Nicotine dependence and comorbid psychiatric disorders: Examination of specific genetic variants in the CHRNA5-A3-B4 nicotinic receptor genes
The associations between nicotine dependence and specific variants in the nicotinic receptor CHRNA5-A3-B4 subunit genes are irrefutable with replications in many studies. The relationship between the newly identified genetic risk variants for nicotine dependence and comorbid psychiatric disorders is unclear. We examined whether these genetic variants were associated with comorbid disorders and whether comorbid psychiatric disorders modified the genetic risk of nicotine dependence.
In a case control study of nicotine dependence with 2032 subjects of European descent, we used logistic regression models to examine the pleiotropy and risk moderation. Comorbid disorders examined were alcohol dependence, cannabis dependence, major depressive disorder, panic attack, social phobia, posttraumatic stress disorder (PTSD), attention deficit hyperactivity disorder (ADHD), conduct disorder, and antisocial personality disorder (ASPD).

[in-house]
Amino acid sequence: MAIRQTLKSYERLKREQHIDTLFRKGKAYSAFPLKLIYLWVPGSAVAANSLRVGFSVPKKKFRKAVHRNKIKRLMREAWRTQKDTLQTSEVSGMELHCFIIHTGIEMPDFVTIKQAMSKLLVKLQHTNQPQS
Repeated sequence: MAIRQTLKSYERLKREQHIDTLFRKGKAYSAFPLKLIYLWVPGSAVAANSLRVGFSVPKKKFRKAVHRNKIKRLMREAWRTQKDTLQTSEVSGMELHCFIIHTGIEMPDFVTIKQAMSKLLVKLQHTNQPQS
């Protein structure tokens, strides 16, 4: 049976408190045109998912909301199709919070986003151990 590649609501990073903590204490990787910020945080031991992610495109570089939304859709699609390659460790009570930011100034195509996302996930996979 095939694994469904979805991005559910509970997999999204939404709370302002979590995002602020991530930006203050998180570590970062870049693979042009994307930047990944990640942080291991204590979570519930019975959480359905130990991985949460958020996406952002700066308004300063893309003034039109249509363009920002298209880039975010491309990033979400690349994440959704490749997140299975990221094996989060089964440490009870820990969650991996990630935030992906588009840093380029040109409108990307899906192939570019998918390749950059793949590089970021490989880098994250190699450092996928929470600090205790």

Nicotine dependence was associated with every examined comorbid psychiatric disorders, with odds ratio varying from 1.75 to 3.33. No evidence supported the associations between the genetic variants and the comorbid disorders (pleiotropy). No evidence suggested that the risks for nicotine dependence associated with the genetic variants vary with comorbid psychiatric disorders in general, but the power was limited in detecting interactions.
The genetic risks of nicotine dependence associated with the CHRNA5-A3-B4 subunit genes are specific, and not shared among commonly comorbid psychiatric disorders. The risks for nicotine dependence associated with these genetic variants are not modified by comorbid psychiatric disorders such as major depressive disorder or alcohol dependence. However, the power is an important limitation in studying the interplay of comorbidity and genetic variants.